In my numerous conversations with people since starting this business 25 years ago, it amazes me how many of them give up on a plant they have paid good money for; they struggle to keep it alive for a couple of months, and then watch helplessly as it loses its leaves and dies. Since atleast 90% of buildings have enough light for some type of indoor plant or tree, correct watering is the only thing you really need to learn to keep your indoor plants healthy and attractive for many years to come!
To water a plant correctly you need to understand two simple concepts; the relationship between light and water, and how much water the roots need. For the average home or office with say 10 plants or less, less then one half an hour per week is all the time it takes to keep your plants in excellent condition. This is plenty of time to check each plant, and give its roots the water they will need to last another 7 days.
The key to all of this is knowing when the roots are dry, and the best way to determine this by feeling the soil and squeezing it in your hand: Moist soil clumps together, while dry soil is more powdery, and won’t stick together in your hand. Do this by sticking your hand 2 or 3 inches down, twice, once on each side of the pot. If it was watered evenly, it should be about the same in both places. When the soil feels dry and powdery, it is time to give your plant sufficient water that a little comes out the bottom of the pot. Plants with a softer looser soil is easy to test by hand, while other plants with tighter, harder soil texture may take more time, and effort.
Besides having a good sense of touch when testing the soil, it is also important to understand the relationship between water and light. Most people know that a plant dries out much faster outside on a bright, sunny day then a cloudy one, but many forget to apply this obvious concept to indoor plants. Most will be exposed to a combination of natural and artificial light. Naturally you want to maximize the amount of light your plant gets in a particular room in both the intensity (brightness) and duration (hours per day). The total average amount of light this plant receives on a daily basis will determine exactly how much water its roots need. As you care for this plant over an extended period of time, you will start to learn aproximately how long it takes for its roots to go from wet to dry, and therefore how much water it needs and how often. Naturally the goal is to avoid overwatering your plant ( most common cause of indoor plant failure). When you have overwatered by applying too much water, or watering too frequently, the roots will start to drown and rot because they haven’t had a chance to oxygenate, which requires drier soil.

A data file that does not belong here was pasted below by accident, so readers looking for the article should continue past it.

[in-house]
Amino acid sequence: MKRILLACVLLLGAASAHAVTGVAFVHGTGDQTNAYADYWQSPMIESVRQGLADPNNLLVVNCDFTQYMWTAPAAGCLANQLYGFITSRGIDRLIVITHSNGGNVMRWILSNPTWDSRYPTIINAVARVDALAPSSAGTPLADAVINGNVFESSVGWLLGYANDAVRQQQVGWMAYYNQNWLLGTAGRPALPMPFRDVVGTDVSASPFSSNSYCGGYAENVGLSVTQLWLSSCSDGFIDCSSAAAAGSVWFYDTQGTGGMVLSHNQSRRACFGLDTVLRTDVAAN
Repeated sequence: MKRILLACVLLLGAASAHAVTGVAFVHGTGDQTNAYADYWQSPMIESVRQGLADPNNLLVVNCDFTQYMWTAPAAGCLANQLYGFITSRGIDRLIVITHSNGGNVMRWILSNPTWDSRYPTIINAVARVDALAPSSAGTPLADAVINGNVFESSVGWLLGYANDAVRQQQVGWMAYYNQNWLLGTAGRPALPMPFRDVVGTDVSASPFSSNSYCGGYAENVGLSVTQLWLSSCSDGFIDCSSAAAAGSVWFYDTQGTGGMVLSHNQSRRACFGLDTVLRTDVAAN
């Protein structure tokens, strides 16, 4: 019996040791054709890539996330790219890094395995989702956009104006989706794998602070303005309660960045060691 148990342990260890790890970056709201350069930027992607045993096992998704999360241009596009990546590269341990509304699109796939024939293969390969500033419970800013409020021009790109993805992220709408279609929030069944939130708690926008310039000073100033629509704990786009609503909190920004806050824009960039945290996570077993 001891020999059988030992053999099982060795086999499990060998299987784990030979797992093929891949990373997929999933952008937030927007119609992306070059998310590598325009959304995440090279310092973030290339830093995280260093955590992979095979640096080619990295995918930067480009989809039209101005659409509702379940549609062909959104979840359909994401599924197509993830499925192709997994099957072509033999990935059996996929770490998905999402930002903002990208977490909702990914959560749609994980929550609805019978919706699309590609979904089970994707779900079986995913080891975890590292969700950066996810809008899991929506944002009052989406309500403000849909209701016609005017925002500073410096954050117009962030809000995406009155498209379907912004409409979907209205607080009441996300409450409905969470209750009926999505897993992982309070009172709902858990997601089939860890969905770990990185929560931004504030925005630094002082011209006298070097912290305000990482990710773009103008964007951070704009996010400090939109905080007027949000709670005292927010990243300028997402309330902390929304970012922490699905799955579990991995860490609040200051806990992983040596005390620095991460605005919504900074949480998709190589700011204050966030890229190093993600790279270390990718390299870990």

On the other hand when allowed to dry out too long, the roots will also start to die, but your plant will give warning signs such as wilting or the sudden yellowing of several leaves. Then if you water it, the plant will generally recover quickly. In the case of overwatering however, there may be no visible warning signs until it is too late.
I hope this will help you care for you plants and keep them healthy. For more helpful tips and detailed information see part 2 of The Secret to successful plant care .